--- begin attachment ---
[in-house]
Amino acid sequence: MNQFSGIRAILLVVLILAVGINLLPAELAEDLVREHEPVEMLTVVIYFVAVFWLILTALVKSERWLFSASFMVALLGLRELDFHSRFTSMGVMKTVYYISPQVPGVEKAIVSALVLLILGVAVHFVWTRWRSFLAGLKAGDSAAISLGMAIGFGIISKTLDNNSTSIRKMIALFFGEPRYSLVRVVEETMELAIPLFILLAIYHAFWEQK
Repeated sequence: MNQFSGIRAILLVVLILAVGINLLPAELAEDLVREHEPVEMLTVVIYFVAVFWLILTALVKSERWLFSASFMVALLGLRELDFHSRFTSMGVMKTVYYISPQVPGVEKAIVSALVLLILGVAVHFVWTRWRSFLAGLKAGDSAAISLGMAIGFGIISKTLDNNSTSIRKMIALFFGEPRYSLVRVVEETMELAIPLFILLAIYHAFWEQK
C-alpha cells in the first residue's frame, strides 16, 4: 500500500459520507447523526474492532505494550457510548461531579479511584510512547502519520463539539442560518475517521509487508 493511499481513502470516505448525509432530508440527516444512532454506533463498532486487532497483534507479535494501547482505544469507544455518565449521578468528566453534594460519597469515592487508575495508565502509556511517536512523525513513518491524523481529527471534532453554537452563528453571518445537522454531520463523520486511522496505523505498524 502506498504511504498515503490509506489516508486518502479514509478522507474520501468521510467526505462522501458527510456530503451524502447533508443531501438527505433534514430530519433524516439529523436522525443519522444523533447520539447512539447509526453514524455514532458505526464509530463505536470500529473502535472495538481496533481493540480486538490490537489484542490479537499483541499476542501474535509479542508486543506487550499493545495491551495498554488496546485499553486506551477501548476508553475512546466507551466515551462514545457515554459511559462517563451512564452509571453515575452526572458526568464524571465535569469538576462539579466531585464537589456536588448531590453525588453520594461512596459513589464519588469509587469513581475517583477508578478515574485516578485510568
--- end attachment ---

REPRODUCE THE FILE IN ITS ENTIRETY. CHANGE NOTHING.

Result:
[in-house]
Amino acid sequence: MNQFSGIRAILLVVLILAVGINLLPAELAEDLVREHEPVEMLTVVIYFVAVFWLILTALVKSERWLFSASFMVALLGLRELDFHSRFTSMGVMKTVYYISPQVPGVEKAIVSALVLLILGVAVHFVWTRWRSFLAGLKAGDSAAISLGMAIGFGIISKTLDNNSTSIRKMIALFFGEPRYSLVRVVEETMELAIPLFILLAIYHAFWEQK
Repeated sequence: MNQFSGIRAILLVVLILAVGINLLPAELAEDLVREHEPVEMLTVVIYFVAVFWLILTALVKSERWLFSASFMVALLGLRELDFHSRFTSMGVMKTVYYISPQVPGVEKAIVSALVLLILGVAVHFVWTRWRSFLAGLKAGDSAAISLGMAIGFGIISKTLDNNSTSIRKMIALFFGEPRYSLVRVVEETMELAIPLFILLAIYHAFWEQK
C-alpha cells in the first residue's frame, strides 16, 4: 500500500459520507447523526474492532505494550457510548461531579479511584510512547502519520463539539442560518475517521509487508 493511499481513502470516505448525509432530508440527516444512532454506533463498532486487532497483534507479535494501547482505544469507544455518565449521578468528566453534594460519597469515592487508575495508565502509556511517536512523525513513518491524523481529527471534532453554537452563528453571518445537522454531520463523520486511522496505523505498524 502506498504511504498515503490509506489516508486518502479514509478522507474520501468521510467526505462522501458527510456530503451524502447533508443531501438527505433534514430530519433524516439529523436522525443519522444523533447520539447512539447509526453514524455514532458505526464509530463505536470500529473502535472495538481496533481493540480486538490490537489484542490479537499483541499476542501474535509479542508486543506487550499493545495491551495498554488496546485499553486506551477501548476508553475512546466507551466515551462514545457515554459511559462517563451512564452509571453515575452526572458526568464524571465535569469538576462539579466531585464537589456536588448531590453525588453520594461512596459513589464519588469509587469513581475517583477508578478515574485516578485510568